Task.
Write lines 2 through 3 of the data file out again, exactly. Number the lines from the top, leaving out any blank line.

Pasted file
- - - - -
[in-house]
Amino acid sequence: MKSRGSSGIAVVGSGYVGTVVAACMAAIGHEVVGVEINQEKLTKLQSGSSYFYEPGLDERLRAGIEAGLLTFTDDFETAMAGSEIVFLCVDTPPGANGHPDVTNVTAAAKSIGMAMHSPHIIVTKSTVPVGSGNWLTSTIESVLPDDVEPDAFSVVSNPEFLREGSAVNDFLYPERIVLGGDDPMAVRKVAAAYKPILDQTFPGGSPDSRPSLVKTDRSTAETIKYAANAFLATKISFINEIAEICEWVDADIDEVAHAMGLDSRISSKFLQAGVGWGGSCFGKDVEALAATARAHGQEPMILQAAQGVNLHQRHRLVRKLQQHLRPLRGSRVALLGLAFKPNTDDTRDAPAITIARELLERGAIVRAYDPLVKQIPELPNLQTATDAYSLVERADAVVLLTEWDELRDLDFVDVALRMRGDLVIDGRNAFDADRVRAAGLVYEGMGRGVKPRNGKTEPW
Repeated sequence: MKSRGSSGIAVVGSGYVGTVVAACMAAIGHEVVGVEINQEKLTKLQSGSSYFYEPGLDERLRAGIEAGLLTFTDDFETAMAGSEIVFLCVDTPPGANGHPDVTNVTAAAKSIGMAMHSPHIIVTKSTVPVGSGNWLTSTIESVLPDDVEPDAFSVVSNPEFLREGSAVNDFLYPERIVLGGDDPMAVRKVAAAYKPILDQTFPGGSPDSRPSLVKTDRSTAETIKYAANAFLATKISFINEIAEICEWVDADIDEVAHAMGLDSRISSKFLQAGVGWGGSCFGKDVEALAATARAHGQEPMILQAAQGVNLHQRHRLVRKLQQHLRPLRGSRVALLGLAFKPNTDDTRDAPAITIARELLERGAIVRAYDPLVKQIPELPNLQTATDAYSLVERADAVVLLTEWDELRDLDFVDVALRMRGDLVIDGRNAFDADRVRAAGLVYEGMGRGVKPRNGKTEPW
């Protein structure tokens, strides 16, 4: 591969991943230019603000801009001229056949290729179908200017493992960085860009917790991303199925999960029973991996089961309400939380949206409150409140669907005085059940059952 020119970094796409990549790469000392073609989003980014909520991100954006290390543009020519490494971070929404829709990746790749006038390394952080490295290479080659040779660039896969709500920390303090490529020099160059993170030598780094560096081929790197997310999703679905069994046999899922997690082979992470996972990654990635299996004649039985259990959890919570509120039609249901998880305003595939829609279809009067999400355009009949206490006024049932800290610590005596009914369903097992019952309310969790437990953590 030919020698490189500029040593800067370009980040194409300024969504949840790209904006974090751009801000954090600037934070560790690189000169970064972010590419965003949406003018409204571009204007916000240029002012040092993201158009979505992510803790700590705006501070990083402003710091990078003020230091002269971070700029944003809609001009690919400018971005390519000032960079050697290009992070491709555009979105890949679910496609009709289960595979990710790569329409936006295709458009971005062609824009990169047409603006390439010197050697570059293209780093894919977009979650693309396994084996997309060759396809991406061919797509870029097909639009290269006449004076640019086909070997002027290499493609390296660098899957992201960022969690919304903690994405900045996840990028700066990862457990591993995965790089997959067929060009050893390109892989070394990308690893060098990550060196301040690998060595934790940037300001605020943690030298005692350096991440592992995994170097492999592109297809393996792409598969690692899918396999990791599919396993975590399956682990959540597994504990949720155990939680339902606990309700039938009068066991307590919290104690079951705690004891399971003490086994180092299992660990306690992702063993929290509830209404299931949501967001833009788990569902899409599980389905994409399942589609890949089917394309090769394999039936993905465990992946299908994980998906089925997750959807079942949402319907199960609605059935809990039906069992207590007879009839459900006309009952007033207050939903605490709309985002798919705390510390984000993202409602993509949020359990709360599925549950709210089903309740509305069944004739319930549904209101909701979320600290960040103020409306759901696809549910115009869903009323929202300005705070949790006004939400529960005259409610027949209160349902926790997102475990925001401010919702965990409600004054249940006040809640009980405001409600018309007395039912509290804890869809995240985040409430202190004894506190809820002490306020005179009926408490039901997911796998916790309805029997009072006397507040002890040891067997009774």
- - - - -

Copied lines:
Amino acid sequence: MKSRGSSGIAVVGSGYVGTVVAACMAAIGHEVVGVEINQEKLTKLQSGSSYFYEPGLDERLRAGIEAGLLTFTDDFETAMAGSEIVFLCVDTPPGANGHPDVTNVTAAAKSIGMAMHSPHIIVTKSTVPVGSGNWLTSTIESVLPDDVEPDAFSVVSNPEFLREGSAVNDFLYPERIVLGGDDPMAVRKVAAAYKPILDQTFPGGSPDSRPSLVKTDRSTAETIKYAANAFLATKISFINEIAEICEWVDADIDEVAHAMGLDSRISSKFLQAGVGWGGSCFGKDVEALAATARAHGQEPMILQAAQGVNLHQRHRLVRKLQQHLRPLRGSRVALLGLAFKPNTDDTRDAPAITIARELLERGAIVRAYDPLVKQIPELPNLQTATDAYSLVERADAVVLLTEWDELRDLDFVDVALRMRGDLVIDGRNAFDADRVRAAGLVYEGMGRGVKPRNGKTEPW
Repeated sequence: MKSRGSSGIAVVGSGYVGTVVAACMAAIGHEVVGVEINQEKLTKLQSGSSYFYEPGLDERLRAGIEAGLLTFTDDFETAMAGSEIVFLCVDTPPGANGHPDVTNVTAAAKSIGMAMHSPHIIVTKSTVPVGSGNWLTSTIESVLPDDVEPDAFSVVSNPEFLREGSAVNDFLYPERIVLGGDDPMAVRKVAAAYKPILDQTFPGGSPDSRPSLVKTDRSTAETIKYAANAFLATKISFINEIAEICEWVDADIDEVAHAMGLDSRISSKFLQAGVGWGGSCFGKDVEALAATARAHGQEPMILQAAQGVNLHQRHRLVRKLQQHLRPLRGSRVALLGLAFKPNTDDTRDAPAITIARELLERGAIVRAYDPLVKQIPELPNLQTATDAYSLVERADAVVLLTEWDELRDLDFVDVALRMRGDLVIDGRNAFDADRVRAAGLVYEGMGRGVKPRNGKTEPW